Get to the root of an issue. When Wright teaches tax, she and her students look at the intent of a tax law. They examine the discussion that went into the implementation of a tax law and look at committee reports for various code sections.

In doing so, she encourages students to become more analytical.

“It gets students thinking about why certain changes were made,” Wright said, and leads them to consider questions such as “Why are we doing it in this manner?” and “Why is this way better?”

This questioning leads to the deeper understanding and analysis that are key to developing critical thinking skills, she said.

Think small when using case studies. Full case studies can be too high-level for undergraduates, Wolcott said. Instead, she uses mini-cases in her classes. These are half- to full-page case studies that don’t overwhelm students but do give them a real-life scenario.

“The biggest difference between long and short cases is the complexity,” Wolcott said. “To develop stronger critical thinking skills, most students need to be given assignments that are challenging but without being overly complex. I have found that shorter cases work well with students at the ‘confused fact-finder’ and ‘biased jumper’ cognitive stages described above.”

Wolcott authors many of her own mini-cases, but said a number of journals also publish shorter cases that would be appropriate for undergraduates. Those include: Issues in Accounting Education, Accounting Perspectives, and the Journal of Accounting Education.

Encourage communication and trust. Develop a relationship with your students so they feel comfortable talking with you and with one another, said Forrest Thompson, CPA, CGMA, Ph.D., associate professor of accounting at Albany State University.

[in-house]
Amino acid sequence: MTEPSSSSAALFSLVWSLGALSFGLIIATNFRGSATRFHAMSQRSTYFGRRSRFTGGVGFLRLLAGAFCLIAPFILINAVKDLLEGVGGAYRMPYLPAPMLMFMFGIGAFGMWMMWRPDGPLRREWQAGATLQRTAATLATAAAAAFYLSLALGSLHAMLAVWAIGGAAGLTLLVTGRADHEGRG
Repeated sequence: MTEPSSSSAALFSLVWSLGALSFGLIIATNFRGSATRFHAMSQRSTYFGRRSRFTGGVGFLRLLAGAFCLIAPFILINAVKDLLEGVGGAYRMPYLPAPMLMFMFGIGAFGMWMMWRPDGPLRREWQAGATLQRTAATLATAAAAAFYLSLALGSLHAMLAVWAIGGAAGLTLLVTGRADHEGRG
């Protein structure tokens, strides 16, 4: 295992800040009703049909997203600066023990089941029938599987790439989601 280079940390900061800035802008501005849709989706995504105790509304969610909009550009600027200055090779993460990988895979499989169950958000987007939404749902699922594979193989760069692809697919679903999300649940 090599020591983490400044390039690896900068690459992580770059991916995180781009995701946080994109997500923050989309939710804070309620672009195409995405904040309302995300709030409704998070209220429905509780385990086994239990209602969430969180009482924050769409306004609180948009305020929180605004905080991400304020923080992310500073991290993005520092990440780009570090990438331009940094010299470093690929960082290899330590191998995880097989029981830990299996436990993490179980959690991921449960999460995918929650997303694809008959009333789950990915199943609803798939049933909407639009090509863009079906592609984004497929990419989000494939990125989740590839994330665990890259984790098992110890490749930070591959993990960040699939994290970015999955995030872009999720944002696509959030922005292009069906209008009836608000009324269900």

“I’m constantly asking questions,” Thompson said.

He also requires students to give presentations. He finds this breaks the ice as students are encouraged to get up in front of their professor and their peers.

“When you can talk about an idea and present it to your classmates, it shows you have more critical understanding of the subject matter,” he said.

Ask students open-ended questions. When possible, include questions on exams that require students to think critically and develop an answer, Wolcott said. (This may not always be possible in larger classes, she acknowledged.)

“We need to get students to do more than find a single, correct answer,” she said.

Use a rubric to ensure consistency. Wolcott uses rubrics to ensure consistency in her scoring and feedback to students. She shares examples of past rubrics with students so they’re not surprised by her feedback.

“I can point to the rubric and say, ‘Here’s what I saw in your paper, and here’s what needed to be there to move to a higher level,’” Wolcott said. “And then we can have a conversation about what would be involved to move to that higher level.”

Wolcott said this rubric also helps her design the mini-cases she writes for her classes.

“Because I’ve consistently used a rubric, I make fewer mistakes,” she said. “It helps me in designing the assignment as well as grading it.”

Lea Hart is a freelance writer based in Durham, N.C. To comment on this article or to suggest an idea for another article, contact senior editor Courtney Vien.